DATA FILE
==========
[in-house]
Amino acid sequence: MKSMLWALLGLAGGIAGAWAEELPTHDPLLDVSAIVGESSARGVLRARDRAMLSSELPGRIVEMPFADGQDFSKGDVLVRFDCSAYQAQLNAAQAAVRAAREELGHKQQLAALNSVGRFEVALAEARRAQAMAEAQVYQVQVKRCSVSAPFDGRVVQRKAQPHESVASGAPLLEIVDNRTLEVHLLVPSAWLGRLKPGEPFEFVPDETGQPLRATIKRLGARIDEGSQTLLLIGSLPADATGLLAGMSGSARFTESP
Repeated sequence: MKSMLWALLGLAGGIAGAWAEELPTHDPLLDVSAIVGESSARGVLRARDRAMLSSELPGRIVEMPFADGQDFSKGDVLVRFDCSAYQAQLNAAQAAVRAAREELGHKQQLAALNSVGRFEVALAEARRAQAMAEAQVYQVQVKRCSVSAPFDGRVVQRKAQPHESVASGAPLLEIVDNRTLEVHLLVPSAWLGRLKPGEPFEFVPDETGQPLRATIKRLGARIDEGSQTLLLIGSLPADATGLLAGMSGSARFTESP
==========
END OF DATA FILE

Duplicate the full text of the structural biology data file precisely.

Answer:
[in-house]
Amino acid sequence: MKSMLWALLGLAGGIAGAWAEELPTHDPLLDVSAIVGESSARGVLRARDRAMLSSELPGRIVEMPFADGQDFSKGDVLVRFDCSAYQAQLNAAQAAVRAAREELGHKQQLAALNSVGRFEVALAEARRAQAMAEAQVYQVQVKRCSVSAPFDGRVVQRKAQPHESVASGAPLLEIVDNRTLEVHLLVPSAWLGRLKPGEPFEFVPDETGQPLRATIKRLGARIDEGSQTLLLIGSLPADATGLLAGMSGSARFTESP
Repeated sequence: MKSMLWALLGLAGGIAGAWAEELPTHDPLLDVSAIVGESSARGVLRARDRAMLSSELPGRIVEMPFADGQDFSKGDVLVRFDCSAYQAQLNAAQAAVRAAREELGHKQQLAALNSVGRFEVALAEARRAQAMAEAQVYQVQVKRCSVSAPFDGRVVQRKAQPHESVASGAPLLEIVDNRTLEVHLLVPSAWLGRLKPGEPFEFVPDETGQPLRATIKRLGARIDEGSQTLLLIGSLPADATGLLAGMSGSARFTESP